Two dinners in two nights in the exclusive company of royalty -  Haman was over the moon!  And yet as he strode triumphantly through the palace, Haman saw Mordecai, still at the gate, still refusing to bow to him.    “Even Queen Esther let no one come with the king to the banquet she prepared but myself,” Haman bragged.  “And tomorrow also I am invited by her together with the king.  Yet all this does me no good, so long as I see Mordecai the Jew sitting at the king’s gate.”  But his wife gave him an idea.  “Let a gallows be made,” she said, “and in the morning tell the king to have Mordecai hanged upon it; then go in good spirits with the king to dinner.”  It was the simple solution Haman was looking for.

But that night, Xerxes found it difficult to sleep.  He tossed and turned, but remained awake, so he sent to have the book of the Chronicles read to him.  As he heard accounts of his own exploits and victories, the king’s heart was lifted.  And as the chapters progressed, the account of Mordecai saving the king’s life was eventually told, and the king remembered it, and asked himself, “What honor has been given Mordecai for this?”  When he remembered none had been given, he immediately sent for Haman and his counsel.  “What shall be done,” Xerxes asked, “for a man whom the king wishes to honor?”  Haman, full of himself, assumed the king was talking about him, so he recommended that the man whom the king wished to honor be given the royal robes, and a crown, and the king’s own horse, and be paraded through the streets with a herald crying, “Thus shall it be done to the man whom the king honors!” so everybody could see and hear.  Xerxes loved the idea, and replied, “Quickly, then, take the robes and the horse, as you have said, and do so for the Jew Mordecai who sits at the king’s gate.  Leave out nothing that you have mentioned.”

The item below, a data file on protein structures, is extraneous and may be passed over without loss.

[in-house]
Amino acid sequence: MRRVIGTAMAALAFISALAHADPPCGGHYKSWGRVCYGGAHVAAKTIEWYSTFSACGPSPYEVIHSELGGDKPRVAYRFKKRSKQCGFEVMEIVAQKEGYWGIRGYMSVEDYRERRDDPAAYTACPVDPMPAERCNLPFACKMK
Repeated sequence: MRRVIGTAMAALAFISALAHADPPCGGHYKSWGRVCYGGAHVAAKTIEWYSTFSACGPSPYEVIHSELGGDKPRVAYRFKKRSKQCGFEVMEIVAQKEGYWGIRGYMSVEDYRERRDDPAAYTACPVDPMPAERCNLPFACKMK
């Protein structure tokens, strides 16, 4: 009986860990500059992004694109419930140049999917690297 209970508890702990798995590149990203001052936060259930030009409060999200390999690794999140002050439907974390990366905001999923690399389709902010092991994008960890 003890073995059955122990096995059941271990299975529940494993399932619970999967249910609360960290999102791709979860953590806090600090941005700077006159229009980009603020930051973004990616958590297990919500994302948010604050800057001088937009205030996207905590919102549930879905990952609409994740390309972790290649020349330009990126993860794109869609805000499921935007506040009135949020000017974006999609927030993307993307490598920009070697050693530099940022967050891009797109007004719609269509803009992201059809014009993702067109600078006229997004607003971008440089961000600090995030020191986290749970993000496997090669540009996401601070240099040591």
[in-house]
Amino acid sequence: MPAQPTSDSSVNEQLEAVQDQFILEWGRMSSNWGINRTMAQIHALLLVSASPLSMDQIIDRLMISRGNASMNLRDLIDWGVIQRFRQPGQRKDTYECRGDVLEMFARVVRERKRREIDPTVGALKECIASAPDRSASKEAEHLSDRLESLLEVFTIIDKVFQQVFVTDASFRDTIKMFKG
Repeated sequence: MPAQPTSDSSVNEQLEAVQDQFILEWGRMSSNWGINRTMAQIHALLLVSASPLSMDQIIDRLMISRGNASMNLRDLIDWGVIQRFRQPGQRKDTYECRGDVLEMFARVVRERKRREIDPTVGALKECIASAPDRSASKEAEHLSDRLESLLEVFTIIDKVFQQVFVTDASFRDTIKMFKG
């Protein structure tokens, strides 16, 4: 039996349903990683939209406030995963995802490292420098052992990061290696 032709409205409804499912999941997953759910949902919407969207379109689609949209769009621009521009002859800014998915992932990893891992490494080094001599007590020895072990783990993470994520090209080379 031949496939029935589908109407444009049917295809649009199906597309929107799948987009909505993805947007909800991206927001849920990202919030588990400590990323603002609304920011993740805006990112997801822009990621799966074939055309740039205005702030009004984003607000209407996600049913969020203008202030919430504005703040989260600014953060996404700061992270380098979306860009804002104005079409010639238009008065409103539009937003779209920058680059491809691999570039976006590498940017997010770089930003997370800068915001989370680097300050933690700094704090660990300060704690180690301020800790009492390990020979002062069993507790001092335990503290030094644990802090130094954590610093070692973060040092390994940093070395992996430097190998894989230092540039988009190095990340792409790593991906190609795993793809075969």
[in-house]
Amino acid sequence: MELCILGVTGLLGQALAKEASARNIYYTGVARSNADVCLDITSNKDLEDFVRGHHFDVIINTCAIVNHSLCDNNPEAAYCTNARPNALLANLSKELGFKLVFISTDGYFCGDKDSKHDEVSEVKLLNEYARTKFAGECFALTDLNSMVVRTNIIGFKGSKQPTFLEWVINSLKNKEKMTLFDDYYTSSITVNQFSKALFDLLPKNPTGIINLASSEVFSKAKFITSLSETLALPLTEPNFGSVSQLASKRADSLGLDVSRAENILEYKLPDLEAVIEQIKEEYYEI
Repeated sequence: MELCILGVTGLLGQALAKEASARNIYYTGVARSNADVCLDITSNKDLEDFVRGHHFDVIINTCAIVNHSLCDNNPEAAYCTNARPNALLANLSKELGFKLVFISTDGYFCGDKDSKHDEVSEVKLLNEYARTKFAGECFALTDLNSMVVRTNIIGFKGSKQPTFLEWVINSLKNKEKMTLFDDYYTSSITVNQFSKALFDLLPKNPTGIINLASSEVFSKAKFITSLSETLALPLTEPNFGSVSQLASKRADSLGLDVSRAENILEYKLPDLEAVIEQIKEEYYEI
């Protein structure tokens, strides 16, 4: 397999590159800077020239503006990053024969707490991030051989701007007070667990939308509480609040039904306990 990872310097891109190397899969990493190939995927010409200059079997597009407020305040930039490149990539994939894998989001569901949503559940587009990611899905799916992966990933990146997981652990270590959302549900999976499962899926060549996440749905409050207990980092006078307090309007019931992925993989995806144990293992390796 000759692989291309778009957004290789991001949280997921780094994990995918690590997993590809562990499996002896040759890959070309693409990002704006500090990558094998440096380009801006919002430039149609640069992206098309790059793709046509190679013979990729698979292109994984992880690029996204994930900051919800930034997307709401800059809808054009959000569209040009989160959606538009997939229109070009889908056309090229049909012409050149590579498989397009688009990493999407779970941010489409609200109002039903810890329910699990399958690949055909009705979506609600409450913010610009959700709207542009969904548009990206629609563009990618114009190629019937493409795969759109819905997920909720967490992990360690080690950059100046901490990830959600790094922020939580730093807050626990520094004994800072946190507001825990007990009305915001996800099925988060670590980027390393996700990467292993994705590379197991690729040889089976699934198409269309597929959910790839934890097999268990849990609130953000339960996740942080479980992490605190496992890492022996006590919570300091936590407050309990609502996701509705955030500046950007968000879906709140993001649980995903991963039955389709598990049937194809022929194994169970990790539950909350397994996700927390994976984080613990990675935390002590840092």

Haman was crushed.  Not only was this honor to be given to the man he most despised, but it was Haman himself who was chosen to lead Mordecai and the king’s horse through the city streets, and shout, “Thus it shall be done to the man whom the king honors!”  Mordecai was honored, and Haman was humiliated.

That evening though, Haman went to dinner once again with Xerxes and Esther, and some of his chagrin had worn off.  Over the meal, the king asked his queen once again what she desired from him.  Esther’s moment had come. “Perhaps you have been chosen for just such a time as this.”  She revealed to the king that she was Jewish, and Haman blanched.  Esther described for Xerxes how all the Jews of the kingdom were condemned to death through one man’s connivance.  The king was incensed at the injustice and demanded to know who that man was.  “This wicked Haman,” Esther replied.